“This Saturday, April 15, as every month, we meet for a one-day pilgrimage – a walk of 12 to 15 kilometers through our diocese. We meet those who want to participate in the morning, in the church of the village of departure (Hières-sur-Amby this month), and begin with three quarters of an hour of meditation and sharing on the Gospel for the next day. Then we set off. We are lucky to be in an area that benefits from a very wide variety of landscapes: Dombes, Bresse, part of the Jura… After a picnic stop, we walk for an hour in silence. It is a silence nourished by a word from Laudato si’, or another spiritual word that puts us in touch with Creation, like those of Brother Éloi Leclerc (1921-2016). For some, it is very difficult to stay an hour in silence!
Since these marches have existed, I have insisted that they be under the aegis of the diocesan pilgrimage service, so that they are open to as many people as possible. Between 20 and 25 people participate each time – some faithful, others who come to discover. The walk allows a mix between people from all walks of life, all social categories are represented. This is an opportunity to share on very deep topics.
I have always been very close to nature. My life of faith was not straight, and I distanced myself from the Church for almost twenty years. I went for walks with my wife and, in nature, I had like “flashes”, telling me that God was there, but I didn’t understand what that meant. In great professional difficulty because of a manipulative director, I fell into depression. I went to therapy and in that moment I met God. He joined me in my sensitivity to Creation. Then I listened to a sermon in a Foyer de Charité, and there I said to myself: I am a Christian. This is how the path began. Aware that my faith was childish, I trained with the Jesuits for seven years, then I was called to the diaconate.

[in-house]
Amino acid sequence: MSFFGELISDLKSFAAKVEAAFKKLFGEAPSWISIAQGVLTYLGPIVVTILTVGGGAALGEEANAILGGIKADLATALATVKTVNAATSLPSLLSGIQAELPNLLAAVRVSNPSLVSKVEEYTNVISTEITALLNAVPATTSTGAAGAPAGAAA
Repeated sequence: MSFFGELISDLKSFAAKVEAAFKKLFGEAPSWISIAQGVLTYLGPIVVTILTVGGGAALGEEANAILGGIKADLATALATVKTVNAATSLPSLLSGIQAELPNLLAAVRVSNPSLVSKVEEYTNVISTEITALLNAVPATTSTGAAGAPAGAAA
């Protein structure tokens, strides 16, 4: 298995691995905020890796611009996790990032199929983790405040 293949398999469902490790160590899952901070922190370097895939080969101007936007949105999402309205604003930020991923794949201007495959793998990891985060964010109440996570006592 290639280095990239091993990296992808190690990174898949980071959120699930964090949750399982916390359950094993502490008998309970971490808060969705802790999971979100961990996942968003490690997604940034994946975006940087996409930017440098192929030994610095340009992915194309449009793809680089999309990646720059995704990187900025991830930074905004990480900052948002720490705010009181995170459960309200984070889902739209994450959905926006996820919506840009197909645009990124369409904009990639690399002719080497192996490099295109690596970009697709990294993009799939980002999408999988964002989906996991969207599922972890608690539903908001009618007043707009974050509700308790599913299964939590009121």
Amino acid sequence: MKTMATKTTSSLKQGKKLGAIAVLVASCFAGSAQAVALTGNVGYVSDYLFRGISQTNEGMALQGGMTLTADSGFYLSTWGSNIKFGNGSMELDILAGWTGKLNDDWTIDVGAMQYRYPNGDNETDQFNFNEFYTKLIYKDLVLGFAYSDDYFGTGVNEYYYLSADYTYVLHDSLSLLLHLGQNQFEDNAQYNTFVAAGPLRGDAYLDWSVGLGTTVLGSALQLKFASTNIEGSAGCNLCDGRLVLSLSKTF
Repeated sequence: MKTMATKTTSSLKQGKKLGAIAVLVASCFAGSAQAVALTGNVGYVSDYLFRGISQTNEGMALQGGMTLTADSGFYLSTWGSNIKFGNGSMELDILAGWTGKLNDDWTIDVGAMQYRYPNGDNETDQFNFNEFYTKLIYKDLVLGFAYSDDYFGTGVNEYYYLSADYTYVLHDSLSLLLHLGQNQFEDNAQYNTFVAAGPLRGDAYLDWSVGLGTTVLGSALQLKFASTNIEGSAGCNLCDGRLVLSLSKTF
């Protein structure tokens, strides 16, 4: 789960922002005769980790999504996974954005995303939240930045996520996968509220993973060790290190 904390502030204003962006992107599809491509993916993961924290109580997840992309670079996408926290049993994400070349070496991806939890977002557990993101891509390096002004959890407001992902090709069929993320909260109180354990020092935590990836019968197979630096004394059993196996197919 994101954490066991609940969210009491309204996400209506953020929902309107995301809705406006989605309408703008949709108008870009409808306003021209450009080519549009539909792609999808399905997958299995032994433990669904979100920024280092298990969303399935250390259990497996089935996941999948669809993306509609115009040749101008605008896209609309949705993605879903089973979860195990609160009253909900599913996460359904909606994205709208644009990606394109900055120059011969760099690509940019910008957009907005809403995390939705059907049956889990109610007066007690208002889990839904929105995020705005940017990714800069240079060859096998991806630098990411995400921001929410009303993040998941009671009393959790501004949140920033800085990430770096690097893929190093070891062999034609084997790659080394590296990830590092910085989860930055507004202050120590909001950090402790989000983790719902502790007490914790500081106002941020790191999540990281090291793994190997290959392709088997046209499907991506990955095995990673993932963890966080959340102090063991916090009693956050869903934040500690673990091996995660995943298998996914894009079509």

I have been deacon for the diocese of Belley-Ars for twenty years now. I was first responsible for the catechumenate. Then, when Mgr Pascal Roland arrived in the diocese, he told me that he had walked for several days in his previous diocese. I told him that, in the Ain, passed the Chemin d’Assise, linking Vézelay to Assisi. I then gathered a small group to walk on this path, in the spirit of Saint Francis: prayer, joy, fraternity, for several years, before launching these walks with the Gospel which take place every month.
The publication of the encyclical Laudato si’ came as a shock to me. It allowed me to unify the two aspects of my life, faith and love for Creation. For six years, I have been a diocesan delegate for integral ecology. I had asked my bishop for a sabbatical year after the end of my mission in the catechumenate. During this year, I had been asked to accompany a pilgrimage to La Salette, a mountain country. There, I received the intuition to make ecology known in our diocese. It is not obvious, because few people see the link between ecology and faith. For many, the word ecology has political connotations. I begin by decontaminating the word, explaining that it is a relationship with nature. »